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Stalled...again...getting closer I think


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Well the 93 STS N* stalled on me again today, but I think I may be getting closer to the source of the problem. I WOT'ed onto the highway this morning (carbon cleaning;) and got off the highway after around 10 kms. Once I exited, stopped at a light, it started hesitating, and died at idle. I got home, opened up the hood and started playing around with the coil wires and sparkplug wires. What I noticed was, on the left hand side of the coils (standing in front of the car), there are two wire clips. One multi wire clip, and another infront of it with 2 or three wires (same on each side of the coil packs). While running, I disconnected the multi wire clip and it died. I started it again, this time disconnected the 2 0r 3 wire clip, and it still ran?! What are thos wires for? When I disconnected the right side's 3 wire clip, it died.

Anyways, I started taking the insulation of the 3 wire clip on the left side of the coil packs, and to my suprise, only 2 wires where in there. The third was just a black spacer, with nothing coming through the other end.

Can someone please tell me exaclty what these series of wires do?



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If you plan to do much of your own work, I would strongly urge you to get a set of Factory Service Manuals (not Chilton or Haynes). The factory manuals are a 2-volume set totaling about 4" thick. They cover diagnosis and repair of every conceivable problem with your Cadillac's powertrain, electronics, and body.

They can be found on E-bay and other sources (I got mine from factoryautomanuals.com). They generally run around $75 for the set (sometimes more, sometimes less). They are loaded with illustrations and step-by-step procedures. They make interesting reading even if you don't do your own work - it just helps you to understand the car's systems better. They are well worth the money!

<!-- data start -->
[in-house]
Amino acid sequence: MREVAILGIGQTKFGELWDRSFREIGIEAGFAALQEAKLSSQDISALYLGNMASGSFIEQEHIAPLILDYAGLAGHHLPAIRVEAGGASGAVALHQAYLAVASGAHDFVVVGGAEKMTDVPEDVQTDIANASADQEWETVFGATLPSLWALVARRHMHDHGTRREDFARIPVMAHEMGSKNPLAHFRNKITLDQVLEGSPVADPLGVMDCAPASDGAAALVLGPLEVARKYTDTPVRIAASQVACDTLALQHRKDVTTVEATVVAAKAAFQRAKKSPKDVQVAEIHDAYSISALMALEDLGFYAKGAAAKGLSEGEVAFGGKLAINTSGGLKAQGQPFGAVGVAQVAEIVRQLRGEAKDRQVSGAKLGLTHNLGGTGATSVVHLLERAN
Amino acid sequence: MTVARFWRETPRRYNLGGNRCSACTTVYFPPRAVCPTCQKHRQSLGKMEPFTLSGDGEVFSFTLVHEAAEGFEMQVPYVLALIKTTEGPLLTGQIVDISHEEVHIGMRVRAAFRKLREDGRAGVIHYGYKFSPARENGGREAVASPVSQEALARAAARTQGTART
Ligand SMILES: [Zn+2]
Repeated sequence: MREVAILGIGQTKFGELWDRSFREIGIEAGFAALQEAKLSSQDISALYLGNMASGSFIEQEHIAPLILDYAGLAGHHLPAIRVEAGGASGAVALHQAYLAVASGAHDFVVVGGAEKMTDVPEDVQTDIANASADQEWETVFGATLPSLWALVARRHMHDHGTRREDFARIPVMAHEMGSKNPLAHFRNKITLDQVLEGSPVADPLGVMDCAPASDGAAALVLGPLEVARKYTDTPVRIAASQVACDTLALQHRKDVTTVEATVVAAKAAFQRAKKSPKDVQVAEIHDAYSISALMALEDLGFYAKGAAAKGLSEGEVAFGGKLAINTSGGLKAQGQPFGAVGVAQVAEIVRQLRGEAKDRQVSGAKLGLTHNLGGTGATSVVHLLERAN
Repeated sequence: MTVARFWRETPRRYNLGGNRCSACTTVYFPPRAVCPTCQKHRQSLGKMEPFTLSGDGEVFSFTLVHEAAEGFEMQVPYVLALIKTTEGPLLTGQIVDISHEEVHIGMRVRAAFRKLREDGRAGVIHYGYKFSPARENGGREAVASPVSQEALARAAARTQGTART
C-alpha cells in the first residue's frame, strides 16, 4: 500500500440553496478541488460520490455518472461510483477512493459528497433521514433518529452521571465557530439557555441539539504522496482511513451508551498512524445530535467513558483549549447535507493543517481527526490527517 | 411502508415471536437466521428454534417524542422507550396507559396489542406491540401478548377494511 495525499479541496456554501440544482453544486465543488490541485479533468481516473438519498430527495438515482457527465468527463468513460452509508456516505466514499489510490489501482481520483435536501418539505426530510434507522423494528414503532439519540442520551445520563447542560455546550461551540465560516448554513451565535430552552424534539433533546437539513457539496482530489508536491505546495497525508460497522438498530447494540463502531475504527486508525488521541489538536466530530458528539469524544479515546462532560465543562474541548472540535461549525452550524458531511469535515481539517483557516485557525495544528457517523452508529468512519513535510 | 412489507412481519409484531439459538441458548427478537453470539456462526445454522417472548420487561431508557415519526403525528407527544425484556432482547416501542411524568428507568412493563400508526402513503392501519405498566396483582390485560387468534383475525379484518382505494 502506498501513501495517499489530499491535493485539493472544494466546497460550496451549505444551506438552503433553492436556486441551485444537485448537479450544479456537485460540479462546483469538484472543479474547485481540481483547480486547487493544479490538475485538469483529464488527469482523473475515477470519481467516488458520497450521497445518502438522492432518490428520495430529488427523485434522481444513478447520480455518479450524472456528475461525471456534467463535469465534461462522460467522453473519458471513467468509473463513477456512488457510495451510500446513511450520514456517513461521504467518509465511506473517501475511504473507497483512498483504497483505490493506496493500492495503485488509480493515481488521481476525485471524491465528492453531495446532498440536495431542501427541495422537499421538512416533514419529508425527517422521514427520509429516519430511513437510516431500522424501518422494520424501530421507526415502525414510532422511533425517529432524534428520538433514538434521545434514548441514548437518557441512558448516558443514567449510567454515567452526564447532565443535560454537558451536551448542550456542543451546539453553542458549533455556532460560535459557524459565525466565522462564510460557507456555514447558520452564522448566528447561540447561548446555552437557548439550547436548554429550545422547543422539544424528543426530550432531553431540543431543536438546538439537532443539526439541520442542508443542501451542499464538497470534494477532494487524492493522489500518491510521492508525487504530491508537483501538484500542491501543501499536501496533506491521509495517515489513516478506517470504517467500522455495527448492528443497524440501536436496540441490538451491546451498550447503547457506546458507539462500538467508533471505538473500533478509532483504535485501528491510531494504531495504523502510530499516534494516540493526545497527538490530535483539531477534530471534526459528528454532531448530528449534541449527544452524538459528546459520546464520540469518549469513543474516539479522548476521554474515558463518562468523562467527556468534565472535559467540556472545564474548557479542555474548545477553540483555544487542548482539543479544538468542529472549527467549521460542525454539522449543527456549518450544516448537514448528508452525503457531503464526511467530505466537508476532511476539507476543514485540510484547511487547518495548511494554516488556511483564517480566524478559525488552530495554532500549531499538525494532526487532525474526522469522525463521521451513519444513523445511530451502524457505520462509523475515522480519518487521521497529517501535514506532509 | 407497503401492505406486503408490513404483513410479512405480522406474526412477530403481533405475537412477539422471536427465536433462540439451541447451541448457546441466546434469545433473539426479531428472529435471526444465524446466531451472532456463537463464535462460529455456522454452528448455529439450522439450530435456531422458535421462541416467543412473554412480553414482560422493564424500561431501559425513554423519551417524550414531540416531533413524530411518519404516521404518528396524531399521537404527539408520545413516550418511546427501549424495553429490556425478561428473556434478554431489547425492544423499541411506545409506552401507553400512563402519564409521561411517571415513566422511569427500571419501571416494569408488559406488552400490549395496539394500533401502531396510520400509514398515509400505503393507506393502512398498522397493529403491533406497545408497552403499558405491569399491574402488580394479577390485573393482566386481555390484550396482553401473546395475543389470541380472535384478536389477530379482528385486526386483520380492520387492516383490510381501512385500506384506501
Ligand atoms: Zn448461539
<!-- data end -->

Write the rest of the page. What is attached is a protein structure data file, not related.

Happiness is owning a Cadillac with no codes.

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The short one on the right side goes to the cam shaft position sensors. The long one on the right side goes to the crank shaft position sensors. The short one on the left side is ground, ignition/battery & PCM. The long one on the left side goes to the PCM.

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There are a lot of wires you could unplug while the car is running to make it die. Just because you can unplug this wire and the car stalls means nothing about the real cause of your stalling unless the plug is bad or the wires are in bad condition.

If it dies at idle speed there could be a host of problems:

stuck open egr valve

bad idle speed controller

stuck torque converter

fuel pressure regulator

ignition module

and on and on..

Best have someone check for diagnostic codes, or have someone knowledgable along for a test drive when it stalls.

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I figured out that wire was connected to the camshaft position sensor, and is irrelevant to disconnect, since it works in unison with 2 other crankshaft position sensors (redundancy incase 1 fails, so that idea is out).

The only code I ever get is P095, stall detected. I took the car into the dealership, and they say everything is fine (of course it didn't stall while they had it). I am getting horrible gas mileage also, about 11mpg (highway & city average).

Maydog, you mentioned a stuck torque converter, would this cause a rough stall? My car just shuts off, sometimes I don't even know that it has stalled until the light turns green.